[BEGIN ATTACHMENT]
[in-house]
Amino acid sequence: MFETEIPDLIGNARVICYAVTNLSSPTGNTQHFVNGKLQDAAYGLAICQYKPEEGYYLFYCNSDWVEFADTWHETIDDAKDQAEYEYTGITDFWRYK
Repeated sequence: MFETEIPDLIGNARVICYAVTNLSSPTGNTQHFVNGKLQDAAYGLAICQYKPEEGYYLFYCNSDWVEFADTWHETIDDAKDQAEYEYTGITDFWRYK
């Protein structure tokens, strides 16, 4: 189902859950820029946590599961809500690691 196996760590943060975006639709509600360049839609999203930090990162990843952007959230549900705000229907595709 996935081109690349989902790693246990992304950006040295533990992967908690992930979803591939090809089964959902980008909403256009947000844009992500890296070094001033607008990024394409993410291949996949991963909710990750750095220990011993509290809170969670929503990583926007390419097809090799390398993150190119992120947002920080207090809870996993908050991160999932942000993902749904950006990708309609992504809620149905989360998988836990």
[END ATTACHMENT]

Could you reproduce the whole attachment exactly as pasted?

[in-house]
Amino acid sequence: MFETEIPDLIGNARVICYAVTNLSSPTGNTQHFVNGKLQDAAYGLAICQYKPEEGYYLFYCNSDWVEFADTWHETIDDAKDQAEYEYTGITDFWRYK
Repeated sequence: MFETEIPDLIGNARVICYAVTNLSSPTGNTQHFVNGKLQDAAYGLAICQYKPEEGYYLFYCNSDWVEFADTWHETIDDAKDQAEYEYTGITDFWRYK
């Protein structure tokens, strides 16, 4: 189902859950820029946590599961809500690691 196996760590943060975006639709509600360049839609999203930090990162990843952007959230549900705000229907595709 996935081109690349989902790693246990992304950006040295533990992967908690992930979803591939090809089964959902980008909403256009947000844009992500890296070094001033607008990024394409993410291949996949991963909710990750750095220990011993509290809170969670929503990583926007390419097809090799390398993150190119992120947002920080207090809870996993908050991160999932942000993902749904950006990708309609992504809620149905989360998988836990």